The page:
PRJ: Exactly. One could see the production of culture as a complex system that one needs to gain entry into –but that puts you in a position of being a supplicant asking for permission or validation. Or one could see the production of culture as a complex system that to some degree allows for amazing amounts of agency.
I have rarely seen an example of self-organized initiatives that have not been rewarding and valuable. For goodness sake, almost everything in the art world was created or founded by individuals and groups that took the license to create structures and resources for themselves and others. Heliopolis is being self-created in the same way that Artist Space, Printed Matter, the New Museum, were created: not by waiting to be admitted into something, but by making that something.
This is also true for galleries, Gavin Brown began in his apartment, for example. Art is a collective enterprise, we are in relation to each other, we are in relation to artists from the past, it is our job to make the art and the collective situation. Margaret Mead said: “Never doubt that a small group of thoughtful, committed citizens can change the world. Indeed, it is the only thing that ever has.”
LDJ: As an lapsed anthropologist, I approve of this message. (Indeed, I heartily agree.)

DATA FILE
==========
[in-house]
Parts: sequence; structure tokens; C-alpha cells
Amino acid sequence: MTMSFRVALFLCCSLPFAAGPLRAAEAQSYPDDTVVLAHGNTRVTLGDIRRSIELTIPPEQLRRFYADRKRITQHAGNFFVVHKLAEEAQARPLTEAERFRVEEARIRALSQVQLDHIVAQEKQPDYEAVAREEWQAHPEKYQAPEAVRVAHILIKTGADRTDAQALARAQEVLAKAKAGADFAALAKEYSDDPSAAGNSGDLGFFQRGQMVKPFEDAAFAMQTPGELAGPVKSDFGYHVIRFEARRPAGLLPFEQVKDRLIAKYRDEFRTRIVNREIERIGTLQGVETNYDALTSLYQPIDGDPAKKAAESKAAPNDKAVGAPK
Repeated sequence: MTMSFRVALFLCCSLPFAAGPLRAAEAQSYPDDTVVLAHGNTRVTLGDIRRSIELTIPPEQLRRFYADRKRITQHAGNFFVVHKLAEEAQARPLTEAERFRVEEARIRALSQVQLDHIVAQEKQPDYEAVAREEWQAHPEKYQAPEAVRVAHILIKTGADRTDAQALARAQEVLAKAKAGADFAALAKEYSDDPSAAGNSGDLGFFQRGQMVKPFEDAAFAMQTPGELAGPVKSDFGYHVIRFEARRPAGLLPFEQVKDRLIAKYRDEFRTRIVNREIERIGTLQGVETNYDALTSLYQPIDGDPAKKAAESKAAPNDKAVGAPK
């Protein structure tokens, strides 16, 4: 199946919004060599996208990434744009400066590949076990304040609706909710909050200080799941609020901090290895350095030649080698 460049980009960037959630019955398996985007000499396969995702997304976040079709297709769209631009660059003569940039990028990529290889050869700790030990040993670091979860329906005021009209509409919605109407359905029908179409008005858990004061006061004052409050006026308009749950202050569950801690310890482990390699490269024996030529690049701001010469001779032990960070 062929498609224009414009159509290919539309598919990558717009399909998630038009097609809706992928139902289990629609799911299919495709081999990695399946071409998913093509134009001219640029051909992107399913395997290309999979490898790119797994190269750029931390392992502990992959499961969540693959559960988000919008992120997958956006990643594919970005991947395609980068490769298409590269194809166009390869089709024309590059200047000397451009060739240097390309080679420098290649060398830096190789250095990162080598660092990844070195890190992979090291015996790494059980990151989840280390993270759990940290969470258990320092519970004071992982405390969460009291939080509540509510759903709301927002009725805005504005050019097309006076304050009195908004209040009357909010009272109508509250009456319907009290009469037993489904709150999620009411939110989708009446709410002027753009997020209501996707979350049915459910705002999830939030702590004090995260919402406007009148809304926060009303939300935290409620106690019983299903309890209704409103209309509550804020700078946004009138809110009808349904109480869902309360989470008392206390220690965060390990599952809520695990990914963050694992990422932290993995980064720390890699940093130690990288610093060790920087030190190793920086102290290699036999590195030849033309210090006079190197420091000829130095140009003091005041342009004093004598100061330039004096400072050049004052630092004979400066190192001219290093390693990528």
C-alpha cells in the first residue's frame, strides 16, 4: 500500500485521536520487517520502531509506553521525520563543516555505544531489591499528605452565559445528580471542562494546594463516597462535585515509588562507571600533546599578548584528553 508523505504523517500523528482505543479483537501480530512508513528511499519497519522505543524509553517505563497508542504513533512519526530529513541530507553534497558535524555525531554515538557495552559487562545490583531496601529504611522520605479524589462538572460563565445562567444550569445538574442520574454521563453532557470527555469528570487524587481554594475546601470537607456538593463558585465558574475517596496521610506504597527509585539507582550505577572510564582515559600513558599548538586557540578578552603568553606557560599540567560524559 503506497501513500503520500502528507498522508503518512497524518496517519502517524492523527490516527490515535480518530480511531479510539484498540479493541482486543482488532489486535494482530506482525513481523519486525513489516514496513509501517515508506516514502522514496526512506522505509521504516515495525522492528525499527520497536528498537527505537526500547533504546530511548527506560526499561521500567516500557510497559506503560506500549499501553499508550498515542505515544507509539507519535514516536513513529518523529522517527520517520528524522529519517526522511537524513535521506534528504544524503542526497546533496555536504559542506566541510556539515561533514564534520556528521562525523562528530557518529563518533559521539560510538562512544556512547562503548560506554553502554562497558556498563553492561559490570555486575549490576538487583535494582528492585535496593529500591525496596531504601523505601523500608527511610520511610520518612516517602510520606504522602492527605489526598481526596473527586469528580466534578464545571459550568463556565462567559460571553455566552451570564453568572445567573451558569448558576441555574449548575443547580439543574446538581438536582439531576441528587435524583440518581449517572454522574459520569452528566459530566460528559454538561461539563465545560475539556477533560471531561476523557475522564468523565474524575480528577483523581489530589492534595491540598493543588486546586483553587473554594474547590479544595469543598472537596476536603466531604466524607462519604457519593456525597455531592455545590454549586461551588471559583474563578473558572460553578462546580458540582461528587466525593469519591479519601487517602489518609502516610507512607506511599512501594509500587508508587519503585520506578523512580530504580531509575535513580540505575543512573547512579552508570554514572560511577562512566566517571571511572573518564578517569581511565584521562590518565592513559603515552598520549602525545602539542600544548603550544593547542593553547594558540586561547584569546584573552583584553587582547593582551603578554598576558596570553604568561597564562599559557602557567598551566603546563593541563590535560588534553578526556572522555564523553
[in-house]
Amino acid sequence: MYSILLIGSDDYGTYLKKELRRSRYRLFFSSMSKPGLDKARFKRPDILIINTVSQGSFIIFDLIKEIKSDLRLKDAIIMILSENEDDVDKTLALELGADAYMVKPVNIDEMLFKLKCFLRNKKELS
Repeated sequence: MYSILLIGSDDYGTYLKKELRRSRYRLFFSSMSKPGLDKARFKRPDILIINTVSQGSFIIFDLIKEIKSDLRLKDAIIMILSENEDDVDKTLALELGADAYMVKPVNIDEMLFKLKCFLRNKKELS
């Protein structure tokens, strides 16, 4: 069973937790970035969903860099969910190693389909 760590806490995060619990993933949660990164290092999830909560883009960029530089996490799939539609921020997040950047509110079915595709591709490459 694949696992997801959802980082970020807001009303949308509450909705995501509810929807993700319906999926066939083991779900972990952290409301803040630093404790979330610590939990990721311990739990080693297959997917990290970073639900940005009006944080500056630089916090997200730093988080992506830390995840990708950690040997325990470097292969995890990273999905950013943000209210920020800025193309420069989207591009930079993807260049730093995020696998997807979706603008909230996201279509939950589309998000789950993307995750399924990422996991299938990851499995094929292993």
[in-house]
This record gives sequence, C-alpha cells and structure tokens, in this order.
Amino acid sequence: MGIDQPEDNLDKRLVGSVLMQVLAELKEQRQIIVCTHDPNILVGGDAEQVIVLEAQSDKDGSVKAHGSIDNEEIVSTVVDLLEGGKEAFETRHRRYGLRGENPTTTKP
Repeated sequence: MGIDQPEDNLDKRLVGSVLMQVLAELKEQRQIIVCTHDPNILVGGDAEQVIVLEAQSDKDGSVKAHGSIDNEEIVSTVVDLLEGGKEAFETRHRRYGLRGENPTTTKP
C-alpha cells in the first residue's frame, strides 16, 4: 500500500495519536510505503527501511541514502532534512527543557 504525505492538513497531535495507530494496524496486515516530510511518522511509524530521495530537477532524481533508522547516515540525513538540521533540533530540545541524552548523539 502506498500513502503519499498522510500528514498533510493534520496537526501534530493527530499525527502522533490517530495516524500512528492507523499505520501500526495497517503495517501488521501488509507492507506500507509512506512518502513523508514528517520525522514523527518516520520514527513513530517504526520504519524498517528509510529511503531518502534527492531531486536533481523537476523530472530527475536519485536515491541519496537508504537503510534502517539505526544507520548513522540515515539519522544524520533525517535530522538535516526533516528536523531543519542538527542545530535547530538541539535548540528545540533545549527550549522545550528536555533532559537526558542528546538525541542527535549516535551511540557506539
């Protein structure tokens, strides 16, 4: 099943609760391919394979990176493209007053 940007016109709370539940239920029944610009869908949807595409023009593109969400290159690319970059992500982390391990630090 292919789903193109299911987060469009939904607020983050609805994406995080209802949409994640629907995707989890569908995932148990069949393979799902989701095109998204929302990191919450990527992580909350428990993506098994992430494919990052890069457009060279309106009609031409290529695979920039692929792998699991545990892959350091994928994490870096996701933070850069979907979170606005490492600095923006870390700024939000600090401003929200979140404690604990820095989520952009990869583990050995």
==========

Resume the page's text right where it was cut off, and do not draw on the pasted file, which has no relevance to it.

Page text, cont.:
Taking it even further with the question of just how much we are capable of, with our creative collective action, I feel inspired to note that I do believe, ultimately, that art/music/writing is a (nearly?) divine act: that CREATION of something entirely new is an ecstatic human superpower and we should feel excited and thrilled and grateful for the ability to do it, and feel encouraged in doing it. What say you?
PRJ: My favorite magic spell is abracadabra, the word has its origins in aramaic and it can be translated as “I create as I speak”.
I do not believe in the divine; but the continuity and existence of art exceeds the continuity of religion. It is a relay between individuals that is not predicated by membership, nationality, biology, religion or identity. It is a self organized and spontaneous group.
And while we may be mortal, soulless, and mere biological incidents on this earth –we do collectively maintain something eternal, at least in relation to our short lives, greater than ourselves, and extremely beautiful and moving, precisely, because it is independent of the divine.

Paul Ramirez Jonas’ selected solo exhibitions include Pinacoteca do Estado, Sao Paulo, Brazil; The Aldrich Contemporary Art Museum, Ridgefield, Connecticut; The Jack S. Blanton Museum of Art, Austin, Texas;
a survey at Ikon Gallery (UK) and Cornerhouse (UK); Alexander Gray Gallery (NYC); Roger Björkholmen (Sweden); Nara Roesler Gallery (Brazil); and Postmasters Gallery (NYC). His honors include grants from
the National Endowment for the Arts, the Joan Mitchell Foundation, ArtMatters, the Howard Foundation, the International Studio Program in Sweden, and the Atlantic Center for the Arts, among others. He has built permanent projects in Cambridge, MA and a permanent public sculpture for the Hudson River Park, New York City. In 2010 his Key to the City project was presented by Creative Time in cooperation with the City of New York. Paul Ramirez Jonas is represented by Leo Koenig, Inc.